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Car bomb rips through Turkey police station in Kurdish southeast

Four people killed and dozens more injured in blast that came less than 24 hours after Istanbul attack
Massive plumes of black smoke were seen rising from the rubble of the severely damaged police station (AA)

A car bomb ripped through a police station in Turkey's mainly Kurdish southeast on Wednesday, killing four people and injuring dozens more.

The blast came a day after 11 people - including seven police officers and four civilians - were killed in an attack in Istanbul.

The Anatolia news agency said two police officers, including a pregnant woman, and two civilians had been killed and about 30 injured.

According to Turkish media, a bomb hit the main police station in the town of Midyat near the Syrian border. Authorities blamed "terrorists" for the attack in a reference to the outlawed Kurdistan Workers' Party (PKK).

"We will fight them both in urban centres and rural areas with determination," Prime Minister Binali Yildirim told media.

Turkey has seen months of violence since the breakdown of a two-year ceasefire between Ankara and the PKK, and the country has also been targeted by the Islamic State group in a series of attacks since mid-2015.

Several people were injured and ambulances were dispatched to the scene after the powerful explosion, privately owned NTV television reported.

Images carried by Turkish media showed a massive plume of black smoke rising from the rubble of the severely damaged police station. Windows of houses in the neighbourhood were shattered by the force of the explosion.

Reports have since emerged that three journalists at the scene were roughed up by Turkish youths, apparently for trying to photograph and film the damage. The three journalists said the youths threw stones at them while yelling "you cannot shoot" here. The journalists were briefly hospitalised but are now said to have been released and recovering well.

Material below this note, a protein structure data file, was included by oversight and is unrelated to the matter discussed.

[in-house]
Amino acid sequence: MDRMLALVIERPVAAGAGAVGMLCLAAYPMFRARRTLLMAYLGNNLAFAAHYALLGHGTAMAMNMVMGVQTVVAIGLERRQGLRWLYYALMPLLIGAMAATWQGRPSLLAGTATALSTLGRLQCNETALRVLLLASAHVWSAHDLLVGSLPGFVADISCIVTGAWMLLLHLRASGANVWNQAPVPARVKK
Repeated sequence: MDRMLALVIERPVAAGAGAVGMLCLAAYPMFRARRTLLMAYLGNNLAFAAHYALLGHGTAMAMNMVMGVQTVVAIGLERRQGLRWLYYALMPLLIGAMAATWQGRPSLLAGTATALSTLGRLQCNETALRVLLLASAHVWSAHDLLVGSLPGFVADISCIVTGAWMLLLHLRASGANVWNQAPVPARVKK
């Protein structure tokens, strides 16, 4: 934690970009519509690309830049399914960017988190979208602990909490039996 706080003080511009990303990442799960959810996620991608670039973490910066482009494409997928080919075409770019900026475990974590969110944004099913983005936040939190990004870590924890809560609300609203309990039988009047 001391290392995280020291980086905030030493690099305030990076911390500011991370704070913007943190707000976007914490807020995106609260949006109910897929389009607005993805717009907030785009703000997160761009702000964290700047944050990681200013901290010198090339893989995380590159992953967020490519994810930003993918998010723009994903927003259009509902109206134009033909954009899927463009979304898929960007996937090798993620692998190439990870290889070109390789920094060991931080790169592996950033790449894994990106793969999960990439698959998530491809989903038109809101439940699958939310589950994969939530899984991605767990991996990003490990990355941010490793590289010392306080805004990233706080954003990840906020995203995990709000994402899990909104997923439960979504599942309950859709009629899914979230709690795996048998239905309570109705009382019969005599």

Translation: Residents in Midyat attacked my friends Sertac Kayar, Hatice Kamer and myself. We managed to avoid getting lynched. We are in hospital and fine.

Midyat'ta saldırıya uğradık. 3 meslektaşım ağır yaralı. Bir iş yerinde mahsur kaldık. Yardım lütfen.

— Sertaç Kayar (@sertacamed) June 8, 2016

Translation: We were attacked in Midyat. 3 of my colleagues are seriously injured. We are trapped in a work place [office/shop]. Please help. 

The scenes of destruction mirrored those seen in Istanbul on Tuesday after the car bomb rocked a central neighbourhood in the city, damaging hotels, houses and shops and shutting the local metro station. Four people have been arrested in connection with the blast.

Municipal workers clean the damages caused to a hotel and the road by a bomb in the Vezneciler district of Istanbul on 7 June, 2016 (AFP)

Violence flared last year between Kurdish rebels and government forces, shattering a 2013 ceasefire reached after secret talks between PKK leader Abdullah Ocalan and the Turkish state.

Turkey has waged an intense offensive against the PKK listed as a terror group by Ankara and its Western allies, with so-called "clean-up" operations in several towns in the southeast.

Activists have accused the security forces of causing huge destruction to urban centres and killing civilians, but the government says the operations are essential for public safety, blaming the PKK for the damage.

In recent days, Turkish Armed Forces jets apparently stepped up anti-PKK activities, hitting PKK targets in Iraq and southeastern Turkey on Tuesday, the military said in a statement.

Military sources said early on Wednesday that nine shelters in the Qandil region of northern Iraq and a PKK unit in the southeast Turkish province of Diyarbakir were all destroyed.

Since violence escalated last year, Turkish authorities say that around 500 security personnel, including troops, police officers and village guards, have been killed although AFP says the toll is closer to 200. Ankara also claims that it has killed more than 4,900 PKK fighters in Turkey and Iraq, although these figures are disputed.

More than 40,000 people have been killed since the PKK took up arms in 1984 demanding an independent state for Kurds. Since then the group has narrowed its demands to greater autonomy and cultural rights.